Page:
Skip to content

Biden said to tap Boston mayor Martin Walsh for Labor secretary

Unions quick to endorse Walsh

Walsh (Paul Marotta/Getty Images)

President-elect Joe Biden will nominate Boston Mayor Martin Walsh for Labor secretary, according to two reports Thursday, citing sources familiar with the decision. 

Politico and The Washington Post reported the decision without naming their sources. 

Building trade unions began congratulating Walsh in press releases Thursday.

“We could not be more thrilled with this pick,” said United Association of Union Plumbers and Pipefitters General President Mark McManus in a statement.

Walsh edged out other candidates for the cabinet spot, including California Labor Secretary Julie Su and AFL-CIO chief economist and Howard University professor William Spriggs.

The nation’s largest labor federation, the AFL-CIO, endorsed the Walsh pick Thursday, praising his background as a laborer.

“Boston Mayor Marty Walsh will be an exceptional labor secretary for the same reason he was an outstanding mayor: he carried the tools,” AFL-CIO President Richard Trumka said in a release. “As a longtime union member, Walsh knows that collective bargaining is essential to building back better by combating inequality, beating COVID-19 and expanding opportunities for immigrants, women and people of color.”

American Federation of Teachers President Randi Weingarten also supported the pick. “Workers need a champion in Washington — and Marty Walsh would be a crucial addition to an administration dedicated to fighting for the forgotten and rebuilding an enduring middle class,” she told CQ Roll Call in a written statement.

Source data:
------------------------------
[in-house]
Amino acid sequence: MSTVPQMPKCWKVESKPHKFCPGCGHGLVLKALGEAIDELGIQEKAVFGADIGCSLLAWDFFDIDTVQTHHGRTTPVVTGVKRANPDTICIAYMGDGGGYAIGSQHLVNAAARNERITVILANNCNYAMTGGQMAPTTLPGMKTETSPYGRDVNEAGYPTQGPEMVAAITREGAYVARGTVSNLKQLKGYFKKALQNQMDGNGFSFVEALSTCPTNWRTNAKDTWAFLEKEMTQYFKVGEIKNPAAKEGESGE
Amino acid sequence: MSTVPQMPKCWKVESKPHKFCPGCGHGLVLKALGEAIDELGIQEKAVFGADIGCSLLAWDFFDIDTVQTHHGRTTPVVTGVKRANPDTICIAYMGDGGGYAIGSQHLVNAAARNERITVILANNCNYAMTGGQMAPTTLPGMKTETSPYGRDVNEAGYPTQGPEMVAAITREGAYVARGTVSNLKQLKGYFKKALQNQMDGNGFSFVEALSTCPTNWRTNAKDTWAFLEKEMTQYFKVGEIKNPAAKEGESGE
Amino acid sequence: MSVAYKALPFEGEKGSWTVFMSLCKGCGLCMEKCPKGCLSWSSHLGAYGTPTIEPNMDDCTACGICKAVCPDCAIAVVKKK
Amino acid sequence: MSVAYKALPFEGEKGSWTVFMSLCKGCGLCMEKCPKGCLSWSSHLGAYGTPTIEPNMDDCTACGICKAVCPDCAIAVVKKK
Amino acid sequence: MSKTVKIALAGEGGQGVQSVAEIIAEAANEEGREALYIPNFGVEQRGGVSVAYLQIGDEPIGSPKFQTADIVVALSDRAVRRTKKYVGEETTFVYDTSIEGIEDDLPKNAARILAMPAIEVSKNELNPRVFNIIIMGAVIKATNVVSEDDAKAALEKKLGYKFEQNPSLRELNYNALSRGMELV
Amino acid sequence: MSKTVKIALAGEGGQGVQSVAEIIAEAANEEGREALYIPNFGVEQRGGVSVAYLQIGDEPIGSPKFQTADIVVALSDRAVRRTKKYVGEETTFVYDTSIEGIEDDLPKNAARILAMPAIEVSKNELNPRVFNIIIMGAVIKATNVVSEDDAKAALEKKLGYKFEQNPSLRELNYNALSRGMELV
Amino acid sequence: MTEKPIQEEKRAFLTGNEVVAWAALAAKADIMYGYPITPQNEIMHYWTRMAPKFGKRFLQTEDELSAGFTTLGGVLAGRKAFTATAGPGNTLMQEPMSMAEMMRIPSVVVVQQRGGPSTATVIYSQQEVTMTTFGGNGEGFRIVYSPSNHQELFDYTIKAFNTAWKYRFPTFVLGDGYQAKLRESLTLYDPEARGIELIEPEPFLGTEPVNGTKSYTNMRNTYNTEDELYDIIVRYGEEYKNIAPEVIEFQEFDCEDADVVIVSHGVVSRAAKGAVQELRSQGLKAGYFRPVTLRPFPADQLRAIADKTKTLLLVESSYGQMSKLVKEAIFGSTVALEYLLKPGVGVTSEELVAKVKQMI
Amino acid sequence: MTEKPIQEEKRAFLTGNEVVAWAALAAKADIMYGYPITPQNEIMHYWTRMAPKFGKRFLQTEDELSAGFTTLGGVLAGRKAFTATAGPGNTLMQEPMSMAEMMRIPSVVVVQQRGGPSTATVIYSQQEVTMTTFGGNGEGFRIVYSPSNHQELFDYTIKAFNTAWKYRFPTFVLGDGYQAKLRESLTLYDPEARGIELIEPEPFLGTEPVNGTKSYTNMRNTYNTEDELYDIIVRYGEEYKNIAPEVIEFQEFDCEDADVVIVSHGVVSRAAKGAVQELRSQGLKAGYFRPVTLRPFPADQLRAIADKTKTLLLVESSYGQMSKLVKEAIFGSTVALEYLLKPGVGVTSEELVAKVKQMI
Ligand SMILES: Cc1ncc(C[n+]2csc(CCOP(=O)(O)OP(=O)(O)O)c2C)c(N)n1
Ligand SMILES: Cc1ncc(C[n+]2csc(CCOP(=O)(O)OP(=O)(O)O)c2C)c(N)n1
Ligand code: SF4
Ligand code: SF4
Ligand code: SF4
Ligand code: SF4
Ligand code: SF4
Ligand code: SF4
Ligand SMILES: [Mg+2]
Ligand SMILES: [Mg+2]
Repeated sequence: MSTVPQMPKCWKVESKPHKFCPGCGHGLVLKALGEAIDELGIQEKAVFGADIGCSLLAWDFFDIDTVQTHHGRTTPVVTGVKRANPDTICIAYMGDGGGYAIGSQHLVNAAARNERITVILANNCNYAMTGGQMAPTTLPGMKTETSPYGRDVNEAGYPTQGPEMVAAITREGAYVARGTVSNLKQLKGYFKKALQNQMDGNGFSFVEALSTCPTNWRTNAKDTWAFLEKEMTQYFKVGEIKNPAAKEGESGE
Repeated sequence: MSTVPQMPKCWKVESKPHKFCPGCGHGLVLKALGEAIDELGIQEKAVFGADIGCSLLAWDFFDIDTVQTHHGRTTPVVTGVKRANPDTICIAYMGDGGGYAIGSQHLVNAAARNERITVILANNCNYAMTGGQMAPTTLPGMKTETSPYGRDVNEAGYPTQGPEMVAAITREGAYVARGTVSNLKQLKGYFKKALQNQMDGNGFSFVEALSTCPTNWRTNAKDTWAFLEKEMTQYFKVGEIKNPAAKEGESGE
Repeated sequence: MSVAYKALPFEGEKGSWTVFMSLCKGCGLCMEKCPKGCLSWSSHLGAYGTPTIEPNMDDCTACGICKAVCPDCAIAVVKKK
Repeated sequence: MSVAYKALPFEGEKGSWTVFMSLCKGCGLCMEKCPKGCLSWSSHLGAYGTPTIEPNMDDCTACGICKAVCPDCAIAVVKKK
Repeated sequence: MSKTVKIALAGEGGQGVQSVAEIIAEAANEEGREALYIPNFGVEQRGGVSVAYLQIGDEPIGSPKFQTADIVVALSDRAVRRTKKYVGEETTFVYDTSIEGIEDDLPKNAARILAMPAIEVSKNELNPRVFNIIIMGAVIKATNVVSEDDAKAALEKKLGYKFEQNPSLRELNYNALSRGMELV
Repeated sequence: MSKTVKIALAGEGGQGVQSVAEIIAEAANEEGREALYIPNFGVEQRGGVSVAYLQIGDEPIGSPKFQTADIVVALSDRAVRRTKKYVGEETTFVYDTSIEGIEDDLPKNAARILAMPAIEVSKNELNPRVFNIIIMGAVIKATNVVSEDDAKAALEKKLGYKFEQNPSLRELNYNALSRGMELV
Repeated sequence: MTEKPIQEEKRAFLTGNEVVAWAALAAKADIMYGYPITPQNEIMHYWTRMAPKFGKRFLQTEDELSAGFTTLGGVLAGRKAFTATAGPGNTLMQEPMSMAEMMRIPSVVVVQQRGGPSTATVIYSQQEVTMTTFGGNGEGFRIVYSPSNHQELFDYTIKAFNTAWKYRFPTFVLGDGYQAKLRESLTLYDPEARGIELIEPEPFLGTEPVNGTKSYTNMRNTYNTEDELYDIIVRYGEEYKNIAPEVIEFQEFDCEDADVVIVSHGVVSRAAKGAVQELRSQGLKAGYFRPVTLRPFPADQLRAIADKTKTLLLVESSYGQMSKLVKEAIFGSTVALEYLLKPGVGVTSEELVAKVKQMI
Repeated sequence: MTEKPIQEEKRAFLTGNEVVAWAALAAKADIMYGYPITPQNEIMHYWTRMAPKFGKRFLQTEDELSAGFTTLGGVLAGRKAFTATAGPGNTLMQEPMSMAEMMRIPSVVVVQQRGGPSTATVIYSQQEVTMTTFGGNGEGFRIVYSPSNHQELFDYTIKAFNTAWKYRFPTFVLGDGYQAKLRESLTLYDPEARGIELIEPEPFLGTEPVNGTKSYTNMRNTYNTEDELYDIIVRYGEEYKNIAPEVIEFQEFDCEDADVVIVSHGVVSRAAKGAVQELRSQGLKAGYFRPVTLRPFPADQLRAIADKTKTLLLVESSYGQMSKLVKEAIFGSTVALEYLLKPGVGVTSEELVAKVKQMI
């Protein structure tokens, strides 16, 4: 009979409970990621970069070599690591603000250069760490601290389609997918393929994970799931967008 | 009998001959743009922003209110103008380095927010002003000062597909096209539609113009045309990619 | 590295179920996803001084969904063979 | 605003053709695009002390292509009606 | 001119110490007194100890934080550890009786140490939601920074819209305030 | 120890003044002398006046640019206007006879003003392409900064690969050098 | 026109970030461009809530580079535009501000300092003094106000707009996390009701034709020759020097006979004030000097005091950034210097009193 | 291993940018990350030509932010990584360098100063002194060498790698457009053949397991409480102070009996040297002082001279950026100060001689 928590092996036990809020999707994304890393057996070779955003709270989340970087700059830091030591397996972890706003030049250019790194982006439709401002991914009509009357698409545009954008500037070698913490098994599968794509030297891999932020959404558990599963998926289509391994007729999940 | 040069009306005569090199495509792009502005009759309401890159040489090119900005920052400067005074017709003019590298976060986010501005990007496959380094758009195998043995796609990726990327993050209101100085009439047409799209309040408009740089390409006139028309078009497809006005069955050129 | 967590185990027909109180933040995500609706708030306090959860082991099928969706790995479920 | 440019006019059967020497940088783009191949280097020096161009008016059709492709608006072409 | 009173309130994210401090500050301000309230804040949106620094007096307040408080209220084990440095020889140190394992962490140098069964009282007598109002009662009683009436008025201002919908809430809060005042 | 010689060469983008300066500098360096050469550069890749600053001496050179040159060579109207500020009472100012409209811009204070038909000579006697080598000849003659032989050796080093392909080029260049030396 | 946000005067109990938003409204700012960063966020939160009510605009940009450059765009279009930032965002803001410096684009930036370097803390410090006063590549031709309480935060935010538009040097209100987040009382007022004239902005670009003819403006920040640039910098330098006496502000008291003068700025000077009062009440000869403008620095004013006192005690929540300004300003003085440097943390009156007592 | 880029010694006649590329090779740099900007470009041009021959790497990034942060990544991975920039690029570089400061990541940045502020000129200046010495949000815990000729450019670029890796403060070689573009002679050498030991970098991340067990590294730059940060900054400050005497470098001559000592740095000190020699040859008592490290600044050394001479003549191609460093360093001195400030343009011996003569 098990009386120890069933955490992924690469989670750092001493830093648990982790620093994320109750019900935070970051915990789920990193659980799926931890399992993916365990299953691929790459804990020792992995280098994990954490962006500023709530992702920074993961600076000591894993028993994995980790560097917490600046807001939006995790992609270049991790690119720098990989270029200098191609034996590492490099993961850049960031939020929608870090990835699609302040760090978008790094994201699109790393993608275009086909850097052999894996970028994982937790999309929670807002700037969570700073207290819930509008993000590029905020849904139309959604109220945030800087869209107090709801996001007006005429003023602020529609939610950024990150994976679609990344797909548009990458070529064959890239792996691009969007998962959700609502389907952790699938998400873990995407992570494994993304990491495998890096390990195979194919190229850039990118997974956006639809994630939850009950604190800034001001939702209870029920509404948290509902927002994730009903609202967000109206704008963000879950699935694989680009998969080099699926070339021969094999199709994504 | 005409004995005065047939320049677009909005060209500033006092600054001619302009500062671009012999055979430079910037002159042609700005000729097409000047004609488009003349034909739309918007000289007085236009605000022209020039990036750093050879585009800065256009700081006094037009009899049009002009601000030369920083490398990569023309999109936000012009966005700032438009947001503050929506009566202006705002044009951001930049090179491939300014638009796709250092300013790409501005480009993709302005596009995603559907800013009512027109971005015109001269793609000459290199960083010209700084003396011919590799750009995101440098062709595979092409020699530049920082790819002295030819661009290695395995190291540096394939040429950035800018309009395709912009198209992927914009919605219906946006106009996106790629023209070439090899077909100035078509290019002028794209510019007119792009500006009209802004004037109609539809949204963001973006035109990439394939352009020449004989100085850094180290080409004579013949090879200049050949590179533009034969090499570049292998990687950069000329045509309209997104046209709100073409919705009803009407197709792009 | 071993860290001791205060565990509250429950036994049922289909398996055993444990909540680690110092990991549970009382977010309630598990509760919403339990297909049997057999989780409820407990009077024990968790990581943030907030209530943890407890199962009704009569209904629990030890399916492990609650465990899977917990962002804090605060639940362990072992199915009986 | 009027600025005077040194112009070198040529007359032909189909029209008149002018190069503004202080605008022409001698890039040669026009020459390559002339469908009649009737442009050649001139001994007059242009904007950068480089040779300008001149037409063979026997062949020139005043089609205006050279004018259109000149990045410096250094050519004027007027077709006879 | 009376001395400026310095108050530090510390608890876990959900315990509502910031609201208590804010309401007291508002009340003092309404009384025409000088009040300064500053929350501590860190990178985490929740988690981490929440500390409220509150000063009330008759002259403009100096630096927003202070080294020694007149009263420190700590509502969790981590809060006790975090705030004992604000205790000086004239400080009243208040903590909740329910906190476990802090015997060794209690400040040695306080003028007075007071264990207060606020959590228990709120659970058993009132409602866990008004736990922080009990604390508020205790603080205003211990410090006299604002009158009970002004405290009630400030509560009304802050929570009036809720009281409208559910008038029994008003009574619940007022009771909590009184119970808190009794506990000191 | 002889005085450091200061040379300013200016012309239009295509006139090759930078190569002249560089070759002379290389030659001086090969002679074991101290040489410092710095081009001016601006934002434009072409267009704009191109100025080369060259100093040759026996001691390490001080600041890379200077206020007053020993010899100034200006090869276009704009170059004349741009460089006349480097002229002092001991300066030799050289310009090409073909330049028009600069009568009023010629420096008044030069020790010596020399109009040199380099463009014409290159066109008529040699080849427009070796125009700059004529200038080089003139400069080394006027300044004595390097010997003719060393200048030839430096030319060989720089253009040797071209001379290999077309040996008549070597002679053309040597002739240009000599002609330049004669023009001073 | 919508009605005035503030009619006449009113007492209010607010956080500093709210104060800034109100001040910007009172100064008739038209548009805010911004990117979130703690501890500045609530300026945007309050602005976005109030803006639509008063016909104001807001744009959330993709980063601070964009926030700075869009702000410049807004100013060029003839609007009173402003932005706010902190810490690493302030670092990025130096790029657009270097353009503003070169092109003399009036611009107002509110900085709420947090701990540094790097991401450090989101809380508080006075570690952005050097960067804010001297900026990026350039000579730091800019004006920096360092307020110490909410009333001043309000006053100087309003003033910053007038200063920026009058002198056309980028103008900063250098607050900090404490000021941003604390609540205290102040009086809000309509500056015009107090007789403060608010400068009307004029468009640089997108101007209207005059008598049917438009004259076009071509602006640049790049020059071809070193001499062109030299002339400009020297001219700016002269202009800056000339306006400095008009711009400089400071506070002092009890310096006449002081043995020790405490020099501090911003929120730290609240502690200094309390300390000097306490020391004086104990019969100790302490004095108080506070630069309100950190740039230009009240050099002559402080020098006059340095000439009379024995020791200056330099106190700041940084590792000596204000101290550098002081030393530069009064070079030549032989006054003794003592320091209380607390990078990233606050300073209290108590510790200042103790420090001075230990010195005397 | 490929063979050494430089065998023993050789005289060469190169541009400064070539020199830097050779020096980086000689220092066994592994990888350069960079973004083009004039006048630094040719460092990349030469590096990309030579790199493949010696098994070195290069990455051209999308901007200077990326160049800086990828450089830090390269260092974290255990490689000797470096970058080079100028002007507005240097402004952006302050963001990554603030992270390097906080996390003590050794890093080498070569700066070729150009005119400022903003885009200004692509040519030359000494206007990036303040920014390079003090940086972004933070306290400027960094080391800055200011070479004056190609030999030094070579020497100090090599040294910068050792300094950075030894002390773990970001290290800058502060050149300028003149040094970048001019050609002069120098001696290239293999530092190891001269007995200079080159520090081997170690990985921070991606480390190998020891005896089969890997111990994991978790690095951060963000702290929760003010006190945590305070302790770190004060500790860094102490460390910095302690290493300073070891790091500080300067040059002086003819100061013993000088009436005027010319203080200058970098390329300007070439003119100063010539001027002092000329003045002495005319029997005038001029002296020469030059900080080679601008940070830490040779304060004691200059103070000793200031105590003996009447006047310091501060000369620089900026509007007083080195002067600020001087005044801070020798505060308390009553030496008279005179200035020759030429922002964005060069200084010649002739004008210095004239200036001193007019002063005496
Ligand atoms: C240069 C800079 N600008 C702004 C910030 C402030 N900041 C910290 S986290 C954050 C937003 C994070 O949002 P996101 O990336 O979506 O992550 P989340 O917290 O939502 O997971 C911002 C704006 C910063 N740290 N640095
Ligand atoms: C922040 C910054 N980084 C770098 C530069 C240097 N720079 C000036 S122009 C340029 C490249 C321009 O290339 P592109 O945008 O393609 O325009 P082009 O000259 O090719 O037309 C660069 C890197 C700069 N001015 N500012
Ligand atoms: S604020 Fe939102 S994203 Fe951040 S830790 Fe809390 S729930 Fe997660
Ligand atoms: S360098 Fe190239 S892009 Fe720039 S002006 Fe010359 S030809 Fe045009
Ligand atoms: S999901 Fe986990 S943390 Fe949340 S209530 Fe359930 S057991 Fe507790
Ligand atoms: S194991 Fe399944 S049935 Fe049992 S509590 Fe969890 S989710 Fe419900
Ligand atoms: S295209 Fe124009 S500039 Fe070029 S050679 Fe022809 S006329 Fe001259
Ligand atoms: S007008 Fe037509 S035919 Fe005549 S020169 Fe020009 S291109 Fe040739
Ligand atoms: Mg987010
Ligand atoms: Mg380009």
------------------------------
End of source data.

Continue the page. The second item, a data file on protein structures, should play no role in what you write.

In contrast to recent Labor secretaries, Walsh is a union man.

He was a lifelong union member before his mayorship, joining the Laborers’ Union Local 223 after college — the same union his father joined shortly after emigrating from Ireland, and the one his uncle ran as president.

Walsh’s cousin — also named Martin — now runs Local 223. He served as the local’s president and was the head of Boston’s building trades council in 2011, representing 35,000 construction workers on virtually every large development in the metro area.

Like Biden, Walsh is a teetotaling Irish Catholic, although Walsh is a recovering alcoholic who’s been sober for more than 20 years.

Republicans immediately signaled their opposition.

“Unfortunately, President-elect Biden’s nomination of Marty Walsh to lead the Department of Labor raises significant concerns about the federal government’s role in shaping the future of our evolving workforce,” said  House Education and Labor Committee ranking member Virginia Foxx of North Carolina in a press release.

But the pick is likely to be popular with many rank-and-file union members, who see Walsh as one of their own. Some may be disappointed that Biden picked someone out of the union trades, which tend to be dominated by white members and have a history of racial discrimination. It may also disappoint Democrats who have urged Biden to make more diverse Cabinet picks.

Walsh’s confirmation could face some hurdles. A jury convicted two of Walsh’s aides of extortion in 2019, but the judge threw out the guilty verdicts in 2020. The aides were accused of withholding a permit to a popular music festival over the organizer’s refusal to hire union workers, which federal prosecutors argued was done as a political favor to Walsh. In dismissing the convictions, the judge said prosecutors failed to prove a quid pro quo existed, among other missing legal elements.

Niels Liesnewski contributed to this report.  

Recent Stories

Total eclipse of the Hart (and Russell buildings) — Congressional Hits and Misses

House plans to send Mayorkas impeachment articles to Senate on Tuesday

Harris sticks with Agriculture spending, Amodei likely to head DHS panel

Editor’s Note: What passes for normal in Congress

House approves surveillance authority reauthorization bill

White House rattles its saber with warnings to Iran, China about attacking US allies